The Monongahela National Forest in West Virginia is one of the largest tracts of protected Eastern woodlands. This naturally makes it a mecca for outdoorspeople of all stripes -- fishers, hikers, mountain bikers, and paddlers. When visiting, make good use of the forest's extensive network of backcountry trails. The landscape is dotted with highland bogs and dense thickets of blueberries.
The forest is made up of five different federally designated wilderness areas at elevations ranging from 900 feet above sea level to 4,861 feet atop Spruce Knob, the loftiest peak in the entire state. The size and scope of Monongahela is impressive by any standard, and so is the breadth of life in the forest.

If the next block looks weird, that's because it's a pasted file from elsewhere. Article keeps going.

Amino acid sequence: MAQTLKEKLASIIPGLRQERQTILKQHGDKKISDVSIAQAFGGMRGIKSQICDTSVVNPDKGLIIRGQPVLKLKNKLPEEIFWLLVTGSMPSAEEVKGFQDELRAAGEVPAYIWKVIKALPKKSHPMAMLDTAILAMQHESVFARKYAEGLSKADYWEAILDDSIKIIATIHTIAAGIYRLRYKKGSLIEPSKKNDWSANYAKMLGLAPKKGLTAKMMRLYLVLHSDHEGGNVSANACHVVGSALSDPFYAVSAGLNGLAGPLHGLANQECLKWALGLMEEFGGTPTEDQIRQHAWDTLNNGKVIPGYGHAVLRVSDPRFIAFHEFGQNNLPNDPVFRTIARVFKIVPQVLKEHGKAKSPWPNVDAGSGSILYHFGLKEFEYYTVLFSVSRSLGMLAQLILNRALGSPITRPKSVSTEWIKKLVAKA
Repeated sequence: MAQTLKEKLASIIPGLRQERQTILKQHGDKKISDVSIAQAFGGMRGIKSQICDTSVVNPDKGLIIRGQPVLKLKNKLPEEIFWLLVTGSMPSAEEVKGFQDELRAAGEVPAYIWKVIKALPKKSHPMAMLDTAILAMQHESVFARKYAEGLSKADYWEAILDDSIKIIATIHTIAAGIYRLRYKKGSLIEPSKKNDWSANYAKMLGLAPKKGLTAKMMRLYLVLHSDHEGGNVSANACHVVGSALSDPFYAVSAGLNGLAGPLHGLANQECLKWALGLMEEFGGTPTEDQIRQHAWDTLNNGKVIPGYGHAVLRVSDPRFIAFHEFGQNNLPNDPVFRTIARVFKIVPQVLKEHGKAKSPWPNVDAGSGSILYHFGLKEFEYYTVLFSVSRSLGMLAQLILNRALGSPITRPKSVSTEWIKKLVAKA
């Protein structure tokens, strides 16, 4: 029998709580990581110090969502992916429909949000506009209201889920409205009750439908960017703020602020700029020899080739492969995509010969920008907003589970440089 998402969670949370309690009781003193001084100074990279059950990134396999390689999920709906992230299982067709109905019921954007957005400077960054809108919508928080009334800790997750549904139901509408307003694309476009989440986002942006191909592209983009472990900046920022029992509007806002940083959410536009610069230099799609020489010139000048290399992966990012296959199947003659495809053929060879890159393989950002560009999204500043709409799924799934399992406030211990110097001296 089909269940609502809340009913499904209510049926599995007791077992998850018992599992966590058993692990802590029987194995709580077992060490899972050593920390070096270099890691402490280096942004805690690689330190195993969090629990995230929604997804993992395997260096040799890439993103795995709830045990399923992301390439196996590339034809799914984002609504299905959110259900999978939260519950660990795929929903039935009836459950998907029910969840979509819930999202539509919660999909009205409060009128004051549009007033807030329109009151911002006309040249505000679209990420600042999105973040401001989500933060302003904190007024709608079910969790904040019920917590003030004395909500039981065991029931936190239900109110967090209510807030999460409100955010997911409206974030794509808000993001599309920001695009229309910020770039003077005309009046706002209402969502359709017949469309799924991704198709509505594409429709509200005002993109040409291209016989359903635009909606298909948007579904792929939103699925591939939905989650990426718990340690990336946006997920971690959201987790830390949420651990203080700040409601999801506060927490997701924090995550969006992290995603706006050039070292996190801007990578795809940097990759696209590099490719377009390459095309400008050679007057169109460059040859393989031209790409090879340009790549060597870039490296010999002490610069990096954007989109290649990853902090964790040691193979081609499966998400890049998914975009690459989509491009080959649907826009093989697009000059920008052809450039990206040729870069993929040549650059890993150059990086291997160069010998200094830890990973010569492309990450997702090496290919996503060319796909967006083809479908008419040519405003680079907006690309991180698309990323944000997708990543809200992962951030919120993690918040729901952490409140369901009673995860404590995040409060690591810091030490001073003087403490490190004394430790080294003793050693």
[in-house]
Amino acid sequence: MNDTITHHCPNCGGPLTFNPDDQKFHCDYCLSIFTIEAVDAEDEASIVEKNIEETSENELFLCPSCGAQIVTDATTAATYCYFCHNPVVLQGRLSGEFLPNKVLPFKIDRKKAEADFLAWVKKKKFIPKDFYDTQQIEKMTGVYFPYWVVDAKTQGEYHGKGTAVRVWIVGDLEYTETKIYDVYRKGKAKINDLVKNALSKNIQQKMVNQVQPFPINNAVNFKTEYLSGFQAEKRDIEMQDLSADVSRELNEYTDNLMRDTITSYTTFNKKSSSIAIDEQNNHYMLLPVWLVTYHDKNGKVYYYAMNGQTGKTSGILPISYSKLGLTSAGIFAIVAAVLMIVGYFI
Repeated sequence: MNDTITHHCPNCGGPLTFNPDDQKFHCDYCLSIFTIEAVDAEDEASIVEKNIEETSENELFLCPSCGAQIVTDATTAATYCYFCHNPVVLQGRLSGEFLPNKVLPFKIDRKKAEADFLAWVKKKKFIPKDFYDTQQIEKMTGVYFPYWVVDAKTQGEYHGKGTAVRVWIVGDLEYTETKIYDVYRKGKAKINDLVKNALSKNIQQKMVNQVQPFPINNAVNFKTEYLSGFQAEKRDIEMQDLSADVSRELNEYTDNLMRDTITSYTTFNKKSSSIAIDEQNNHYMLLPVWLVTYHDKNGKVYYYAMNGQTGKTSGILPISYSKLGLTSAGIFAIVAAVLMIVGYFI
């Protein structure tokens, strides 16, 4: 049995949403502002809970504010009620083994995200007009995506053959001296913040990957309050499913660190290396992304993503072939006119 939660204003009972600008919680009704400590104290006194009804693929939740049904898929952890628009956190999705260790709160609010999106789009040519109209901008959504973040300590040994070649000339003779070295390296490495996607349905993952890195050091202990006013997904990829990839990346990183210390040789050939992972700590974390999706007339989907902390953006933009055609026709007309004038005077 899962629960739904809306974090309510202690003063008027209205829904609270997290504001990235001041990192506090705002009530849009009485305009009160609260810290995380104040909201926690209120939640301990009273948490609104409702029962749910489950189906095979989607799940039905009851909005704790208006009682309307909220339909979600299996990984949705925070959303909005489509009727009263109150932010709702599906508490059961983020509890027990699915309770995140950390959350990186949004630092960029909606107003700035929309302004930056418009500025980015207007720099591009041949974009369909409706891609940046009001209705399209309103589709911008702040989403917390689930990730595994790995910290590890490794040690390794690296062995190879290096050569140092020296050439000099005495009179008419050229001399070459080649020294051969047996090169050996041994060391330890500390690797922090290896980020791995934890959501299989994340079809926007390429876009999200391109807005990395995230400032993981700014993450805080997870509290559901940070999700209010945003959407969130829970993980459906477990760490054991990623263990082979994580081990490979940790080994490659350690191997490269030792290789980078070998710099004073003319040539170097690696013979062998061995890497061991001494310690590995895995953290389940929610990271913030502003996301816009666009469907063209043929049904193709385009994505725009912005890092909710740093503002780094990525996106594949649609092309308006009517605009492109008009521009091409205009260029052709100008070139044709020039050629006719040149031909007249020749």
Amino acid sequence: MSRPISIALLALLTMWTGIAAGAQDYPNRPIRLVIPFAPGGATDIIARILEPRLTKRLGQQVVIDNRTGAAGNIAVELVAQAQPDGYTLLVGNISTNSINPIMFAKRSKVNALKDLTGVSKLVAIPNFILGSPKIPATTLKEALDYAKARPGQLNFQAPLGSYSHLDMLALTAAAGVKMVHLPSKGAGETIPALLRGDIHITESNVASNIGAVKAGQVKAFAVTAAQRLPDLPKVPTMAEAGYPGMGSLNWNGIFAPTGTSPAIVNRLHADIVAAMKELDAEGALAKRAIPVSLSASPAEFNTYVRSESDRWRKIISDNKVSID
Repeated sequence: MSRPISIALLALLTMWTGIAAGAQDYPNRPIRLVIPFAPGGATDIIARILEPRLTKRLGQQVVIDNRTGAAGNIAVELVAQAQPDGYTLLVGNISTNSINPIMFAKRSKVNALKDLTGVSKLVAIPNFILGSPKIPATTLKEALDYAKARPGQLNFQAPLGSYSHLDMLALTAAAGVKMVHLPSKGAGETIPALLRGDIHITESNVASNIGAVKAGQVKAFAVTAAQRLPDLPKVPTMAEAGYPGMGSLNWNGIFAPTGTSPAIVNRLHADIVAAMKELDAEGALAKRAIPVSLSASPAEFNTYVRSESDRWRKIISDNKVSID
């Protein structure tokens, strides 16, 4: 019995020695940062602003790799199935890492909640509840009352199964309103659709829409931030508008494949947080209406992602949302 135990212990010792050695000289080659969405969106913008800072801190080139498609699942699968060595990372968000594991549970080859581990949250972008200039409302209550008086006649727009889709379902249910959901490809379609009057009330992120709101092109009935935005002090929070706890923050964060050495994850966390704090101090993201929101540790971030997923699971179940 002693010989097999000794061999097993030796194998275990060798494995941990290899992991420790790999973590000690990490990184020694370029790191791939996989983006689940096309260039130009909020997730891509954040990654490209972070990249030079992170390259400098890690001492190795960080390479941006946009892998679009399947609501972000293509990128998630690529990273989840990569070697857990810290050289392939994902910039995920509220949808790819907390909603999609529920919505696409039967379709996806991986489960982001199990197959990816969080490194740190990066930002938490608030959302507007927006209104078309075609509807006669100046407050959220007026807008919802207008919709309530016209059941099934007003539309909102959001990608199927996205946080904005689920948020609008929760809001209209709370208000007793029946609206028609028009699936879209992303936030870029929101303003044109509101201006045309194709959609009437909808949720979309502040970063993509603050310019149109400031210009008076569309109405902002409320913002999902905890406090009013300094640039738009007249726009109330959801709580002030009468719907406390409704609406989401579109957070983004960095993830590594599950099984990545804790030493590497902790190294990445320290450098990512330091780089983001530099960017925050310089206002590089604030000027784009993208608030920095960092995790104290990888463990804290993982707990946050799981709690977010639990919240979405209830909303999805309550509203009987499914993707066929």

Black bears, foxes, beavers, woodchucks, opossums, and mink are among the mammals found there. There are also dozens of types of fish in the streams, over 200 feathered species in the skies and the treetops, and 75 types of trees rooted there.